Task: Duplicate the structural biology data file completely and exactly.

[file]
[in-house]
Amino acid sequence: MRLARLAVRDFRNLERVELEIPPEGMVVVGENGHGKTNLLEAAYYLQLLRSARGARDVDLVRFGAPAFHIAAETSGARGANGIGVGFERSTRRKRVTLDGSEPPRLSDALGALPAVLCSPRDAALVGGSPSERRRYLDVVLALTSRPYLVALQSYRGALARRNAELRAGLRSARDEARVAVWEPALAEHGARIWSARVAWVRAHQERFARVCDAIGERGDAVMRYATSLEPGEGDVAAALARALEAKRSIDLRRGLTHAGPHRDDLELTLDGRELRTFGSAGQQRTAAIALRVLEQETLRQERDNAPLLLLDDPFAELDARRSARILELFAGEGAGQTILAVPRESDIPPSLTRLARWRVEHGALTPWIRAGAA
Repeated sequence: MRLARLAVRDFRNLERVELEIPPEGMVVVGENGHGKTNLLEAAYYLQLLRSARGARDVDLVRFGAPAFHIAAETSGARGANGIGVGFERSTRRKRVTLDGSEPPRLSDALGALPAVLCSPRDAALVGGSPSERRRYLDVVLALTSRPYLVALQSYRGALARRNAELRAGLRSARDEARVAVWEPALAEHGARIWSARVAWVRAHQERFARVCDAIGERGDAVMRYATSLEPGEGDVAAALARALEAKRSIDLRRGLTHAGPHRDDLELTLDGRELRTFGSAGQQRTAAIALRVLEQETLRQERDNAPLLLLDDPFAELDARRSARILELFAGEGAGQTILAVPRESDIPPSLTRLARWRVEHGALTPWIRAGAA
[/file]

[in-house]
Amino acid sequence: MRLARLAVRDFRNLERVELEIPPEGMVVVGENGHGKTNLLEAAYYLQLLRSARGARDVDLVRFGAPAFHIAAETSGARGANGIGVGFERSTRRKRVTLDGSEPPRLSDALGALPAVLCSPRDAALVGGSPSERRRYLDVVLALTSRPYLVALQSYRGALARRNAELRAGLRSARDEARVAVWEPALAEHGARIWSARVAWVRAHQERFARVCDAIGERGDAVMRYATSLEPGEGDVAAALARALEAKRSIDLRRGLTHAGPHRDDLELTLDGRELRTFGSAGQQRTAAIALRVLEQETLRQERDNAPLLLLDDPFAELDARRSARILELFAGEGAGQTILAVPRESDIPPSLTRLARWRVEHGALTPWIRAGAA
Repeated sequence: MRLARLAVRDFRNLERVELEIPPEGMVVVGENGHGKTNLLEAAYYLQLLRSARGARDVDLVRFGAPAFHIAAETSGARGANGIGVGFERSTRRKRVTLDGSEPPRLSDALGALPAVLCSPRDAALVGGSPSERRRYLDVVLALTSRPYLVALQSYRGALARRNAELRAGLRSARDEARVAVWEPALAEHGARIWSARVAWVRAHQERFARVCDAIGERGDAVMRYATSLEPGEGDVAAALARALEAKRSIDLRRGLTHAGPHRDDLELTLDGRELRTFGSAGQQRTAAIALRVLEQETLRQERDNAPLLLLDDPFAELDARRSARILELFAGEGAGQTILAVPRESDIPPSLTRLARWRVEHGALTPWIRAGAA